Best Sri Aurobindo Books

by Katinka Hesselink on November 21, 2014

Integral Yoga: Sri Aurobindo’s Teaching & Method of Practice

My Review

This is a fascinating book. I’m constantly finding things that are different or the same as Blavatsky’s theosophy. Her teachings are my spiritual home base, which doesn’t mean I’m not open to other paths – or blind to Blavatsky’s defects. The reason though that this book constantly brings me back to her is that Aurobindo covers many of the same topics she did. Their approach differs a lot in places, but their conclusions and methods are in many cases surprisingly similar – though also on occasion diametrically opposite.

One indication that a book is good is the amount of text I underline in pencil… Well, this book passes that test. It consists of extracts from letters Sri Aurobindo wrote to people asking for advice – from inside and outside his ashram. Well – those selecting must have taste close to mine, because I just can’t seem to keep my pencil off the page…

A bit outdated perhaps, but very original. A good introduction to the spiritual approach of Sri Aurobindo, one of the seminal teachers of 20th century India.

Sri Aurobindo for All Ages, a biography by Nirodbaran

I went on a short trip to Pondicherry recently and bought the book – ‘Sri Aurobindo for All Ages’ – at the Auroville Visitors Center. The return train journey from Chennai to New Delhi was a long one, over 30 hours, and it helped me read the entire book. Something I havn’t done for a long time.

It is a great book for all readers who would like to have an overview of Sri Aurobindo’s like in a simple and interesting manner. It covers this great man’s life right from his birth to his Samadhi in 1950.

Sri Aurobindo was an exceptional person in more ways than one. He was a very good student and was only the second Indian to clear the tough ICS exam. He did administrative work for the Gaekwad of Baroda, and also taught.

He was one among the extremist leaders of pre-Independence India, who believed in complete sovereignty and self-rule. What prompted him to leave politics and become a Yogi? What’s the philosophy and course of action he advocates? Would you like to know the answers to these questions? If yes – do give this book a read.

It is about 250 pages and contains a lot of information about Sri Aurobindo’s life and times.

An easy to read biography of Sri Aurobindo for all age groups.

[This review was written by Dinesh Mohan]

The Lives of Sri Aurobindo, Peter Heehs

by Katinka Hesselink

Reviewed in the West as the only decent biography of Sri Aurobindo Goshe, from politician, to poet and guru. This guy lived a fascinating life and Peter Heehs describes as many aspects of it as the Sri Aurobindo archives can help enlighten us on…

The rest of this review: http://www.greatspiritualbooks.com/2010/lives-sri-aurobindo-heehs/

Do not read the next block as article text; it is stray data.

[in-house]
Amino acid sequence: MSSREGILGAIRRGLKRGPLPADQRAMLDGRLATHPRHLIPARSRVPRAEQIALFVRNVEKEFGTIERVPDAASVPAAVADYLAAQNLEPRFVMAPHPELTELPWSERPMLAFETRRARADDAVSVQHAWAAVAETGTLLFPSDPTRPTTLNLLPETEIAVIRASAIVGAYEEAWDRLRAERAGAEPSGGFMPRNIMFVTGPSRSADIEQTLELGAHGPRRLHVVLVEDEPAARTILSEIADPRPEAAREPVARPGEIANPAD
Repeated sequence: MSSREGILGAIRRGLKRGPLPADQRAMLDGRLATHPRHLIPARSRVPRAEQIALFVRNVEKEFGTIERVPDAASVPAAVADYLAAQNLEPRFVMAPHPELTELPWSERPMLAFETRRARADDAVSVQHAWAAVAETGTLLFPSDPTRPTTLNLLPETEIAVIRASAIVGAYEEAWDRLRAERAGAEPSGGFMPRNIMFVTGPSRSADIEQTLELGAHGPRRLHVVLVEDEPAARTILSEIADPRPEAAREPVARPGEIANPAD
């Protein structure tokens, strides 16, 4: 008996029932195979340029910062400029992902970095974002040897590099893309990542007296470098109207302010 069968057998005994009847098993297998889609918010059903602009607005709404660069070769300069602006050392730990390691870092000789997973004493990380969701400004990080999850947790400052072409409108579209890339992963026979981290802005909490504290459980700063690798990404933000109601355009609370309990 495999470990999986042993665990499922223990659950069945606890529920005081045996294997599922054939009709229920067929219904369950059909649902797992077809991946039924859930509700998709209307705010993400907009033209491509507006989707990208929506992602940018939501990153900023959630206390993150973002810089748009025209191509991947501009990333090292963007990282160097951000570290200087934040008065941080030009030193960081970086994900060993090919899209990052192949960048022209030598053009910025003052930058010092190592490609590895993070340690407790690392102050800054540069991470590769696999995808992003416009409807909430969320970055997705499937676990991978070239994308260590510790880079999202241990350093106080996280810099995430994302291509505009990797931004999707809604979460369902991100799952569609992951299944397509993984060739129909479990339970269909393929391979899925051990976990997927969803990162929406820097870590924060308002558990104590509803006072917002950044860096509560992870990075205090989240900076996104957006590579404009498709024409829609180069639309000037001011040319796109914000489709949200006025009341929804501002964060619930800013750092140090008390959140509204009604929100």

Search for the Soul in Everyday Living, The Mother

by Katinka Hesselink

Inspiring and thought provoking view on the spiritual path. A bit dated in places, but not less fascinating for it.

There are real gems here though – things you’ll find rarely anywhere else…

The rest of this review: http://www.greatspiritualbooks.com/2010/soul-everyday-living-mother/

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What inspired me to want to go to India

by Katinka Hesselink on November 14, 2014

India is, to me, one of the most fascinating countries in the world. The variety of peoples there, the variety of religions and philosophical perspectives, the continuity of it’s culture that spans at least 2000 years… and not least the smile on a beggar’s child’s face. I’m probably being a bit romantic about this, but I fell in love with the country when I visited Chennai for a month in 1997. I started this site, in 2010, when I was planning a visit for several months to North India. In the end I didn’t go, for health reasons. However, the attraction remains.

Holy Cow: An Indian Adventure

While I don’t think this book was decisive in my decision to go to India, I do think it influenced me. Somehow people seem to come out changed and inspired when traveling to India. Things happen there, somehow. I have since found that this is also quite possible in one’s own country, if one is willing to change and be open to other ways of looking at life. However, the pilgrimage is a traditional practice and in our time a pilgrimage to India seems to have taken the place of more conventional spots like the Vatican. The difference between tourism and pilgrimage is clear – the motivation. [click to continue…]

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Auroville, Pondicherry, Tamil Nadu

One of the options for my trip was starting at the Theosophical compound in Adyar, Madras. However, I have good reason to think I’m not welcome there. Instead a theosophical friend suggested they might be able to get me a volunteer position in Auroville. Despite it not being in North India – where my intuition […]

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Dalai Lama home: McLeod Ganj, Dharamsala

Thumbnail image for Dalai Lama home: McLeod Ganj, Dharamsala

One of the places many spiritual Westerners go to in India is Dharamsala, which is the home of the Dalai Lama. Wikitravel says: Dharamsala (pronounced Dharamshala) is a hill station in Himachal Pradesh, famed for its large Tibetan community centered around the Dalai Lama. Understand The Tibetan Buddhist roots of Dharamsala stretch back into the […]

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Spiritual travelers as intruders in India?

Fellow traveler Cryptic Fragments is living in Dharamsala when I’m still in my comfortable Dutch home. She wrote a post that sounded somewhat homesick on her blog and got the following as a response from a Tibetan or Indian reader: PLEASE do my country a favor of not returning back! Leave those monks alone because […]

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